Salon editor tries to remember what she forgot in ‘Blackout’

At the heart of Salon editor Sarah Hepola’s edgy, funny and booze-soaked debut is an evening in Paris during which the author gets very drunk. After guzzling cognacs with a friend, she goes home to her hotel, greets the concierge, teeters cautiously across the marbled lobby floor, and then —

Nothing.

“A curtain falling in the middle of the act, leaving minutes and sometimes hours in the dark.” The entire night wiped clean. “My evenings,” Hepola says, “come with trapdoors.”

The bed she wakes up in and the nameless man beside her prompt the author to wonder, “How did I get here?” It’s the metaphorical question Hepola answers in the aptly-named “Blackout,” a memoir so wildly likable you’ll be tempted to shotgun it in one night.

Before chronicling the perfect storm of her lost years, Hepola shoots straight with the statistics on her generation of women who drink, the prevalence of binge drinking, the role of alcohol in rape culture, its importance as “social glue.” She raises complicated questions about the issue of consent: “I drank myself to a place where I didn’t care, but I woke up a person who cared enormously,” she writes. “My consent battle was in me.” She walks the reader through the mechanics of a blackout — the blood level saturation, the shutdown of the hippocampus, the “surprisingly functional behavior” that passes for consciousness.

Her blackouts, she explains, came in many different forms. “Some blackouts were benign,” and turned part of the evening “into a blurry strobe. Others were extravagant,” lasting hours and ending in someone else’s house (or bed).

Some were fragmentary — “perhaps you remember ordering your drink, but not walking to the bar.” Most couldn’t be detected: She would “talk and laugh and charm people at the bar with funny stories of [her] past” but never remember a word. She could “sing the (expletive) out of ‘Little Red Corvette’ on a karaoke stage.”

Not so funny, though, when you add in falling down stairs and waking up with bruises. Or when a leading expert on blackouts offers this chilling observation: “When men are in a blackout, they do things to the world. When women are in a blackout, things are done to them.” Sobering indeed.

As is Hepola’s history with alcohol. Growing up in Dallas, she samples her parents’ beers at 7, gets drunk and experiences her first blackout at 12. She gains weight, binge eats. First diet, first hangover, first blackout — and she’s not even a teenager. Self-conscious, shy, longing for acceptance in high school, beer emboldens her; in college, where she begins to write, drinking lowers the volume on her self-doubt.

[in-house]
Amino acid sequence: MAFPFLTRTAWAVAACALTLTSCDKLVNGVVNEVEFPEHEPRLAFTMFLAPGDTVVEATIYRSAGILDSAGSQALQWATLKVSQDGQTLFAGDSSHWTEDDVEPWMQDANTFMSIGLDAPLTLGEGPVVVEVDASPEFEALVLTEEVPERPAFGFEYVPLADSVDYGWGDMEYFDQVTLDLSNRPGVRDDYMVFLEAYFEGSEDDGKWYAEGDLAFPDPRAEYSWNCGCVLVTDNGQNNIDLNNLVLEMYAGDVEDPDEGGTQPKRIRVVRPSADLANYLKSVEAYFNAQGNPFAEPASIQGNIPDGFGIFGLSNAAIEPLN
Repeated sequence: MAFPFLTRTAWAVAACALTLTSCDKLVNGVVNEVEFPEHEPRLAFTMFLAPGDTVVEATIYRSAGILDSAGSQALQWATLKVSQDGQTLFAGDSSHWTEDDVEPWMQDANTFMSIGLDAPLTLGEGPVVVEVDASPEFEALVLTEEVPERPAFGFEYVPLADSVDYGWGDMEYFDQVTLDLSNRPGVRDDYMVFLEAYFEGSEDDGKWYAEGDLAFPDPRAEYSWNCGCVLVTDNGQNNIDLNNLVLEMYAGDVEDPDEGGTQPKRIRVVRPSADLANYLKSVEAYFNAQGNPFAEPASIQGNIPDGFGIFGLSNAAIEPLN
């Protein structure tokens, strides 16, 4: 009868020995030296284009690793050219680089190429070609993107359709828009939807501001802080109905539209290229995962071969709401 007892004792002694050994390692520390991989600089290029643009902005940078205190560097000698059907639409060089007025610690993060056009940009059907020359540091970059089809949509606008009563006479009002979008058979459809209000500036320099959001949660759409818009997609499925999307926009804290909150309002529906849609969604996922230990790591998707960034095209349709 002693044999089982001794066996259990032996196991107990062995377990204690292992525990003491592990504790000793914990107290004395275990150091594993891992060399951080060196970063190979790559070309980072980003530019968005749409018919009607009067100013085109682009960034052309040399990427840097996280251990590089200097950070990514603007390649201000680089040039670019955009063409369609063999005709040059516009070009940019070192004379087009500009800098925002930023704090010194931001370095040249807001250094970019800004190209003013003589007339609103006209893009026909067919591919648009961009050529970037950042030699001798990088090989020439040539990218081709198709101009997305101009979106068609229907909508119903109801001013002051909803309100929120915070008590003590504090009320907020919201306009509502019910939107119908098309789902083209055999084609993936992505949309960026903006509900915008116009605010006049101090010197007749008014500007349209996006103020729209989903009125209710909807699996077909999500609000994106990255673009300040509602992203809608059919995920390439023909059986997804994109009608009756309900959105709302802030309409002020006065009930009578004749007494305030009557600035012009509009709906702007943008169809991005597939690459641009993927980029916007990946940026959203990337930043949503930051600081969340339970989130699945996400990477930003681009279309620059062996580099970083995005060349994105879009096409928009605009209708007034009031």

Hepola’s candor and self-deprecating, often raunchy humor buoy the downward spiral of an escalating dependency that begins in junior high: Boyfriends and friends who can no longer put up with her. A dream job writing for Salon that finds her losing her nerve and drinking more. Humiliating exploits — she once mooned people in bumper-to-bumper traffic — that cancel out the fun.

It’s hard to recall any writer who has written more knowingly of alcohol as comfort food for the shy and shaky among us. “Alcohol is a loneliness drug,” Hepola notes. “It has many powers, but … none was more enticing” than the feeling of connection it offered. “No one had to be an outsider anymore.”

The downside of that intoxicating belonging will resonate with anyone who has ever downed a drink (or 10) to feel at ease. Drinking away “my self-consciousness, my loneliness, my insecurities, my fears,” Hepola says, “I drank away all the parts that made me human.” Reconnecting to those parts without alcohol is what “Blackout” wants to teach you.

Nothing special heralds the day she wakes up in her own bed and finally quits: “Just another chunk of my life, scooped out as if by a melon baller.”

Sobriety, however, scoops out the roller coaster of thrills and bruising spills. “I never liked the part of the book where the main character gets sober,” she admits, and to be honest, the crazy drinking and the risky behavior, the jokes and the one-nighters, her steadfast, awe-inspiring crush on booze — it’s part of why we’re along for the ride.

But Hepola’s talented enough to keep the party going, never losing the “last-call honesty of someone pulling the listener close” that alcohol once summoned. The second half of “Blackout” doubles as an unusually confessional self-help manual, as the author drags herself back to Dryville, beginning by barricading herself in a closet and enduring “the slow and aching present.”

Without a drink in her hand, she can’t tell her friends about the “emotional splatter paint” in her chest. She’s “horrified by the vulnerability” that sex entails. Her self-hatred is voracious, and she fantasizes killing people on the subway. But these are also the days of finding that girl she left back in Dallas, of learning “to stay quiet for a while,” to walk with her shyness, to write sober — even to fill “the God shaped hole.”

“When I think about my own failure to take care of myself,” Hepola, now 40, writes, “I wonder sometimes if I wasn’t unconsciously waiting for someone like me to come along.” In addition to taking its place as one of the best recovery memoirs to date, “Blackout” may offer exactly that kind of help — for those who didn’t even know they were looking for it.

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